FG: No, I don’t. The players today are so much bigger, stronger and faster than we ever were. The collisions, back when I was playing, were rather violent. Many players would look to hit an opponent in the head, as a means of intimidation. So I think it’s a good thing that they’ve done, to get rid of that. I don’t think it changes the game in terms of its attractiveness or even its violence. I think it’s really a good thing. These guys are so big and strong that they’d really be hurting each other a lot more often. 

MW: Do you think the league does enough to take care of its retired players, specifically the players now suffering from the effects of brain injuries? 

FG: They really are trying. I’ve read a lot of things about what they’re doing, and at least it seems like they’re making a real effort. From the Commissioner right down, they’ve begun to shown great concern about some of the players. And there’s many, many more players now than there were when I played. I mean, we had twelve teams and now there’s what, thirty-two? Active rosters have increased from something like 35 to 53, so there’s just a lot more players to care for when they retire. 

MW: I’d like to ask you about [late Giants owner] Wellington Mara. Can you talk about the significance of his friendship in your life and career, as well as his importance to the NFL?

With the late Wellington Mara at Mara's 1997 Hall of Fame induction
: Well, the Mara family were key figures in just about everything the NFL did that was good, going back to the days of [Giants founder] T.J. Mara, Wellington’s father. I don’t know if you know this, but he was a bookmaker, back when bookmaking was legal and honest and highly respected. People have written many times, in almost a sneering sort of a way [about Wellington], well, what can you expect from the son of a bookmaker? But I couldn’t expect anything better. And when it came time for me to go into the Hall of Fame, I requested him as my presenter. He was always there for me as an owner and later on as a friend. Any major decision I made after I got done playing football, I always discussed it with Wellington. He, along with his brother Jack, meant a great deal to the NFL. Instead of fighting against expansion, they realized that it was a good thing, and they treated it in such a way that it was handled properly. If you look at the way that the NFL handles itself today business-wise, in just about every way, you really have to respect it. And the Maras set the tone for that, along with the Halases [the owners of the Chicago Bears]. But it was mostly the Maras because the Maras were in New York, and New York was the big thing, especially when television hit and they started sending games around the country. I have nothing but respect for the Mara family, which has carried on the tradition. [Wellington’s son] John has done a tremendous job, and I see [Wellington’s widow] Ann quite frequently. I go to the home games with her. They’re just a wonderful, wonderful family.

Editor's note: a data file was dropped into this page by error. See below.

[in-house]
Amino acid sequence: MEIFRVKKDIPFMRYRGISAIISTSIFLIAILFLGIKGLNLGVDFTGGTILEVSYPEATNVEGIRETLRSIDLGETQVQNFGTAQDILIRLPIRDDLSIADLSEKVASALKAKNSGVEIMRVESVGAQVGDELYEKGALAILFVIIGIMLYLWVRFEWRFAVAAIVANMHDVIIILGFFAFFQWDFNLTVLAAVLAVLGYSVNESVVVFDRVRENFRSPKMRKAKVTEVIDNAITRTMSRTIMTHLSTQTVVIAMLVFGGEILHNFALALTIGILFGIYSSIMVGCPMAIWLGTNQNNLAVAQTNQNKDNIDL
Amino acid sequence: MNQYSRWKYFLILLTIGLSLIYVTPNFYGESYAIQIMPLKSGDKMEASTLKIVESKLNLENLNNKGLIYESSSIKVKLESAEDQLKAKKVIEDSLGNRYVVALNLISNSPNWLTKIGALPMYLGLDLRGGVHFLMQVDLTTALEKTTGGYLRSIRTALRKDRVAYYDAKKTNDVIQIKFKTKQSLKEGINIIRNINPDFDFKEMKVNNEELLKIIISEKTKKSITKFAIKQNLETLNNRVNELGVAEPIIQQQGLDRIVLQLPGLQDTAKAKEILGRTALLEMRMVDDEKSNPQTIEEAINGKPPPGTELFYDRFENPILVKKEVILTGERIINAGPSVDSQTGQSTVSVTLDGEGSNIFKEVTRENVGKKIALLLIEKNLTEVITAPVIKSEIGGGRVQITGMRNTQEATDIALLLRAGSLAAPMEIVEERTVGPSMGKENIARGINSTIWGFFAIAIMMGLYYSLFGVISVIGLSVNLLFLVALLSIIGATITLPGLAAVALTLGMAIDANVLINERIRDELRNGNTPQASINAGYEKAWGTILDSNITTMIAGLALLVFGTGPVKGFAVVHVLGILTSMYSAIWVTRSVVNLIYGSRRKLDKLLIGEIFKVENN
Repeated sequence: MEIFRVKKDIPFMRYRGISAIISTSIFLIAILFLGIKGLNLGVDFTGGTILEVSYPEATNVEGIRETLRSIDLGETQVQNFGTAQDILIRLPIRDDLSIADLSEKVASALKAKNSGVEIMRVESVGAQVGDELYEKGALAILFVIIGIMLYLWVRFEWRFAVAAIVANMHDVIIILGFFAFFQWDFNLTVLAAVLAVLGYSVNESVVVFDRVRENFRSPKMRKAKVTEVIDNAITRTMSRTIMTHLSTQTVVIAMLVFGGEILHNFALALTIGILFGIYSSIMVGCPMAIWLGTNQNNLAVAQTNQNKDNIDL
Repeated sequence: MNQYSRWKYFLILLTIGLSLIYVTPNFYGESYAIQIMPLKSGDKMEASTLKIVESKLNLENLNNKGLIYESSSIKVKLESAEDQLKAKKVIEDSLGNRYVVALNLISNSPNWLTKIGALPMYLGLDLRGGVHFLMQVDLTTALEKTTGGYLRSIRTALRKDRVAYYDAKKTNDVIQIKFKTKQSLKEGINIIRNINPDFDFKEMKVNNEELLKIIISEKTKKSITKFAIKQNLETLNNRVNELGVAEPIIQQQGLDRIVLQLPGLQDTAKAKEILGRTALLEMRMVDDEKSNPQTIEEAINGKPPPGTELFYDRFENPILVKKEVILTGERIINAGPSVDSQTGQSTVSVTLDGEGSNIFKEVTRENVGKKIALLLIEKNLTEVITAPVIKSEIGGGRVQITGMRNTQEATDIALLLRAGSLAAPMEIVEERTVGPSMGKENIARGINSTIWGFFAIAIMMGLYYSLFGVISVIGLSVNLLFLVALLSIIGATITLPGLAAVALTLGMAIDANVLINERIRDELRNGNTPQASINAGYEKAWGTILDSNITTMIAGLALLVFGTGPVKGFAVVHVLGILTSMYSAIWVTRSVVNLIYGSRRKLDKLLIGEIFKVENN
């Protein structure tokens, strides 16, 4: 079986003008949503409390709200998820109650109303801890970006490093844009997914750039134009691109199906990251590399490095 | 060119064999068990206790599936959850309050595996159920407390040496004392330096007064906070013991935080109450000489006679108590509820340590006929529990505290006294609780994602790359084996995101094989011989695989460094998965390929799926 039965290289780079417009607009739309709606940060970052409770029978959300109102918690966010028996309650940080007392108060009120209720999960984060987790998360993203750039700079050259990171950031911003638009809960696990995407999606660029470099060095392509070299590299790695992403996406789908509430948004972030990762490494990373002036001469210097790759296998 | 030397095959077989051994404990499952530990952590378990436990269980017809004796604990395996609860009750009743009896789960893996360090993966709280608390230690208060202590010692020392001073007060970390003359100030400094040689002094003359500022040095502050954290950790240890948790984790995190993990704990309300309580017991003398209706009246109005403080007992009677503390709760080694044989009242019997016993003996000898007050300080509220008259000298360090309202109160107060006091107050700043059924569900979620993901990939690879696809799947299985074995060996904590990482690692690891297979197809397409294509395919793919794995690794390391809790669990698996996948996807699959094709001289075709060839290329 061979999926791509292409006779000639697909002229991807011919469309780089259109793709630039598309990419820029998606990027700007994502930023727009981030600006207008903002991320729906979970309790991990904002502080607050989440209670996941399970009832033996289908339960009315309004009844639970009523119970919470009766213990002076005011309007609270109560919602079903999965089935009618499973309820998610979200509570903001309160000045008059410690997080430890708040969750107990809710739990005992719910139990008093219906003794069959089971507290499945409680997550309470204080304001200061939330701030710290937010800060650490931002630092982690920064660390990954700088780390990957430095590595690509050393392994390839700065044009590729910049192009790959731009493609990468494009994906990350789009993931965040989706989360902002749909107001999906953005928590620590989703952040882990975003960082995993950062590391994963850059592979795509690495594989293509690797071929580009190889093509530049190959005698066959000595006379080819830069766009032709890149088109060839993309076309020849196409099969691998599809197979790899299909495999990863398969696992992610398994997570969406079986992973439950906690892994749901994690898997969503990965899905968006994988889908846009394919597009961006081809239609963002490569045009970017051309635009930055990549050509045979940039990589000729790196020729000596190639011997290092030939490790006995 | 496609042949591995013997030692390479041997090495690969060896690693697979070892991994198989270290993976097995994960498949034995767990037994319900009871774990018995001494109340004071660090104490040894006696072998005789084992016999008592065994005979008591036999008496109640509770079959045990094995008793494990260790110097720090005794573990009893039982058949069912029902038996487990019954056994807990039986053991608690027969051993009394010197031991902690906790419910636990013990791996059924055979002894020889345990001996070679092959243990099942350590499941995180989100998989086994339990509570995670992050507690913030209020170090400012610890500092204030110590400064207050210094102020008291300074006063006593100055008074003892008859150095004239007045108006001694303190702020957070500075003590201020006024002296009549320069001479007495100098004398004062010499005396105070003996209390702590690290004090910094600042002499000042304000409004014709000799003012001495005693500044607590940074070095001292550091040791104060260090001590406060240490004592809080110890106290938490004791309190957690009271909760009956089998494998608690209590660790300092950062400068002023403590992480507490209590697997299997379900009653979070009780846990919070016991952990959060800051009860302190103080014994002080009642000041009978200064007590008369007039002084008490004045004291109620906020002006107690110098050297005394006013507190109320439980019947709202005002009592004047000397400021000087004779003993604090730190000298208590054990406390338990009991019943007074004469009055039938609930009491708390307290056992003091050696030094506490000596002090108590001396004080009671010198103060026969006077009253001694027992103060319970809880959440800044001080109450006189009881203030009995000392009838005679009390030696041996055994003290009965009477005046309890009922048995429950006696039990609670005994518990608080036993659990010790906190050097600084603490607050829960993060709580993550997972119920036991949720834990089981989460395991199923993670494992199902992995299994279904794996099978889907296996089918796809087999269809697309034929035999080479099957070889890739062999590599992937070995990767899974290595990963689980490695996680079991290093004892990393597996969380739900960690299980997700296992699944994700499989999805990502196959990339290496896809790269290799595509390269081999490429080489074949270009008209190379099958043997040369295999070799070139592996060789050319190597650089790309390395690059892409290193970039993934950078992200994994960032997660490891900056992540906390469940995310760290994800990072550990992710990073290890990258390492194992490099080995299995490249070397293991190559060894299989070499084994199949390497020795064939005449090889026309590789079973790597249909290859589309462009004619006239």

MW: Television certainly helped increase your exposure, which led to a lot of opportunities for you to appear in advertisements. You endorsed a lot of products over the years, from Jantzen sportswear to Vitalis hair tonic. But one of the products you appeared in ads for was Lucky Strike cigarettes. And I’m wondering if, knowing what we now know about the adverse health effects of tobacco, you have any regrets about your association with Lucky Strike?

FG: I do, but only in the sense that when the Surgeon General’s report came out, I very openly quit smoking. I quit the day the report came out. And that was the end of the advertising, too. I was making more doing that—potentially, anyway—than I was playing football. But that was the end of it. I said, “I’m not going to do it anymore.” It’s been kind of lost in the pages of history, I guess, but that’s exactly what happened.